Zanzibar

Zanzibar has been a huge attraction to traders, adventurers, and explorers for centuries. When I visited the magnificent island, I learnt a lot of rich history about Zanzibar. Some of the travellers who have been to the shores of Zanzibar include, but not limited to Persians Sumerians, Omani Arabs, Portuguese, and Egyptians. In fact, the Omani Arabs and the Shirazi Persians settled and ruled Zanzibar for decades. Hence, the predominant religion in Zanzibar is Islam with 97 percent of its residents being Islamic while 3 percent is made of Christians, Sikhs and a few Hindus. The earliest visitors to Zanzibar are believed to be Arab traders who arrived in the 8th century. Kizimkazi is home to the oldest mosque, which is today regarded highly as a tourist attraction site.

Arab traders are said to have sailed with the monsoon winds for centuries from Oman to trade in ivory, slaves, and spices in Zanzibar. The Omani Arabs found Ugunja and Pemba, which were fairly smaller and ideal to defend at the time. Sultan Seyyid Said moved his Busaid dynasty from Muscat to Zanzibar in 1832 simply because he found it easier to protect the Sultanate in Zanzibar for over 130 years. Indeed, most of the wealth in Zanzibar belongs to the Arabs who have remained the main landowners in Zanzibar for several years. Interestingly, most Arabs didn’t intermarry with Africans, and thus maintained their supremacy for long.

On the other hand, the Persians of Shirazi origin descended from the Middle East decided to migrate when they considered the East African coastal stretch not habitable for them. It is said that the ruler of the Shiraz in Persia (currently Iran) Sultan Hasan had a nightmare in AD 975 in which a rat devoured his house. Sultan Hasan took this as an omen, and to avoid the devastation of his community, decided to migrate with some of his followers. Although it was taken as a serious joke by some of his people in the Shirazi court, he set out in seven dhows with his troops into the Indian Ocean.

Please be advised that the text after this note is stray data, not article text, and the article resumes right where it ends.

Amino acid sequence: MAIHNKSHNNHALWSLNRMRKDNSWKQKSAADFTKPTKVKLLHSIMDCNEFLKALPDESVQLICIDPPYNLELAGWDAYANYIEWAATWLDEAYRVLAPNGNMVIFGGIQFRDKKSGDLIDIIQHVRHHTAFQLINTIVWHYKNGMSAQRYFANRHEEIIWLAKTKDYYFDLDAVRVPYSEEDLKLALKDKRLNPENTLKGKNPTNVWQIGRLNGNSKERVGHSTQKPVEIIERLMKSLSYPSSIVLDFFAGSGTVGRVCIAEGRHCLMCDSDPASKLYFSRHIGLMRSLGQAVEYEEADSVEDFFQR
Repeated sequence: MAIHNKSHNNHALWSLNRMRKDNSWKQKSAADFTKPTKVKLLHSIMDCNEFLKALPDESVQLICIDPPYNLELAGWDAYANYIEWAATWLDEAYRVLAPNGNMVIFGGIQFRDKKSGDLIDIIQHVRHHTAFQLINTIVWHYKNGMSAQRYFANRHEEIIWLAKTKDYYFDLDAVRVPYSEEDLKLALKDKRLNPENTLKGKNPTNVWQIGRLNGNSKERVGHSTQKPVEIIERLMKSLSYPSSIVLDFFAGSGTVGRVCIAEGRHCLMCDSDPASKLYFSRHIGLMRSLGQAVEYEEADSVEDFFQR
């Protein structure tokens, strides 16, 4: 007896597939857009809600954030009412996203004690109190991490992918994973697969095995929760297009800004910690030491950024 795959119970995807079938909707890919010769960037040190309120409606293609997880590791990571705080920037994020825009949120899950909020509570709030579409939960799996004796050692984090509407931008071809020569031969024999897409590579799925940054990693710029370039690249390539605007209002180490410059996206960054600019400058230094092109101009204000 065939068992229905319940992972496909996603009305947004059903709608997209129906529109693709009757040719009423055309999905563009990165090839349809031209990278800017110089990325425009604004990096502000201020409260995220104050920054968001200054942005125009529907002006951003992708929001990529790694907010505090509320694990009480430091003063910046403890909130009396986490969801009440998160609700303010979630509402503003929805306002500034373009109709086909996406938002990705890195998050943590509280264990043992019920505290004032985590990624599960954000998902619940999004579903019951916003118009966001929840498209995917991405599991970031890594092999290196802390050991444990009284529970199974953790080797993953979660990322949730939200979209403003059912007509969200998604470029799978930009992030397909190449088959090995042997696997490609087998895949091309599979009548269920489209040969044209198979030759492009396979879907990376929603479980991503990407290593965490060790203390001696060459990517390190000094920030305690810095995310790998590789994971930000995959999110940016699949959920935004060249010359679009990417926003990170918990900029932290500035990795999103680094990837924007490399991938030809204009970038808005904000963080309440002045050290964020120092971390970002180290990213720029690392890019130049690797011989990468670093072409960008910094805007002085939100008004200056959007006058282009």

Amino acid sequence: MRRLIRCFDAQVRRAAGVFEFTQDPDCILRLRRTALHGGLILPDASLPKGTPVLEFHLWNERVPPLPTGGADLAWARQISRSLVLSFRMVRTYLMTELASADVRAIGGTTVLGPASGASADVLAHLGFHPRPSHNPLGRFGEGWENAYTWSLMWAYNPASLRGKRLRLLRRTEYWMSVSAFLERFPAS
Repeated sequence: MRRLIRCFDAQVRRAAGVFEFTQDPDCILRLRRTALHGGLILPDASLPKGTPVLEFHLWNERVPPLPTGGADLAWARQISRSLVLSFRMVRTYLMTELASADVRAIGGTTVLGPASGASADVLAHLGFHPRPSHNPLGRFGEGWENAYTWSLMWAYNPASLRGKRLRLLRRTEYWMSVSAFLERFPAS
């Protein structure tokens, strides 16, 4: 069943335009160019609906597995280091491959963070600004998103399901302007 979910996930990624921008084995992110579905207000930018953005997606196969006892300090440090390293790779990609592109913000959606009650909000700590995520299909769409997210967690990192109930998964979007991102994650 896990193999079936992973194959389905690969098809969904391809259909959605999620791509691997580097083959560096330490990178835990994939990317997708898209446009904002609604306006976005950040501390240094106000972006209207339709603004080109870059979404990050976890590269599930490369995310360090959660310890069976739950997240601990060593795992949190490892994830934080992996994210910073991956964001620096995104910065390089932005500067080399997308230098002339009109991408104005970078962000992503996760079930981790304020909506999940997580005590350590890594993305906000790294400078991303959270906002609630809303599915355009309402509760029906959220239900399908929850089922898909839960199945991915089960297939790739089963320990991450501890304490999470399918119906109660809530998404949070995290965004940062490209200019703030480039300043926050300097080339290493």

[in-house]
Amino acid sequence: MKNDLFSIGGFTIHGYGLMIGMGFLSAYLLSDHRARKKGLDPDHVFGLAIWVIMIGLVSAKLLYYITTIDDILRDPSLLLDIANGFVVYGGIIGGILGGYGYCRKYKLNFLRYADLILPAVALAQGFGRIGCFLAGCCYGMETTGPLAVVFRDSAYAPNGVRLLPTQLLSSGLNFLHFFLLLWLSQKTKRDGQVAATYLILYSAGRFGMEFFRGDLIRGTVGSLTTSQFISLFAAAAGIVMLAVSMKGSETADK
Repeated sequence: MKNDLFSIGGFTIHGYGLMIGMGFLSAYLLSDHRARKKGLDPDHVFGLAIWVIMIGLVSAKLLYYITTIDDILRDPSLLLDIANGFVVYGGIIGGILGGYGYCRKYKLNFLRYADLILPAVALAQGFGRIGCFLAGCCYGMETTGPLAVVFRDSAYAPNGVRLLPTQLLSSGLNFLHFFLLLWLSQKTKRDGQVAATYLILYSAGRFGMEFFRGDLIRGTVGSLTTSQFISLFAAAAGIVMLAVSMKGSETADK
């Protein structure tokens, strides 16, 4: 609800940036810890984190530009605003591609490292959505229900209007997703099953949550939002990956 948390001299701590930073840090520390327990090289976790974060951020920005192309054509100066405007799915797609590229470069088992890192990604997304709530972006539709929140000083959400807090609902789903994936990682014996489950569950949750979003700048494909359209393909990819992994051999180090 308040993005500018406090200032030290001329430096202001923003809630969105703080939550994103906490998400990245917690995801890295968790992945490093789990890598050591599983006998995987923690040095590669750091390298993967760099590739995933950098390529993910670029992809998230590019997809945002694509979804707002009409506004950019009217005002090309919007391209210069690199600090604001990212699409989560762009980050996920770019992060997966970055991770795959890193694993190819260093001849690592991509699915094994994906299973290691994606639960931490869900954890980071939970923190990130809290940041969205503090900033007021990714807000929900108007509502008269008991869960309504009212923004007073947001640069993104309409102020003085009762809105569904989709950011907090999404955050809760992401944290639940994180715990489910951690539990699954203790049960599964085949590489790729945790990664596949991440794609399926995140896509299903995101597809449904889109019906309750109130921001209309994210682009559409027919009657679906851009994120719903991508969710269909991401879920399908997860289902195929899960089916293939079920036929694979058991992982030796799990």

Unfortunately, it is believed that they were further separated from each other when they encountered a huge storm and ended up forming different landfalls at seven places and settled along the East African coast; Zanzibar is one of them. Widespread intermarriage between native Africans and Shirazis gave rise to a coastal community that has distinctive features and spoke a language became to be known as Swahili that is derived partly from Arabic. In fact, the word Swahili was originally meant to refer to an Arabic word “sawahil”, which means coast. However, since the Zanzibar descendants of this community were not actively involved in the barter trade of slaves and spices, they chose agriculture and fishing as their primary economic activities.

The Shirazi of Persians that didn’t intermarry with Africans retained their unique identity along the coast. Indian traders arrived at the East African coast around this time as skilled artisans, professionals, and shopkeepers. When the British missionaries arrived in most parts of East Africa, they started suppressing the slave trade along the East African coast, especially in Zanzibar. Interestingly, the spices that Zanzibar grew during this time made it one of the most prosperous countries in Africa. Although there are sad relics of human flesh found on the spice fields and the island, the use of slave labour in the spice plantations is what made the trade grow and prosper.

Facts about Zanzibar

Zanzibar is regarded as an island partner within Tanzania. It is located in the Indian Ocean and is about 35 km off the coast of the United Republic of Tanzania at six degrees south of the Equator. The highest point of the two islands of Zanzibar, namely Ugunja and Pemba is 390 feet above sea level. While Kiswahili is the main language spoken in Zanzibar, Arabic is also widely used. No longer prosperous in terms being a significant port in Africa where goods from Britain dock before proceeding to other African countries, Zanzibar has numerous historical monuments which commemorate the British and Arab influences such as the cathedrals, sultan palaces, and spice plantations.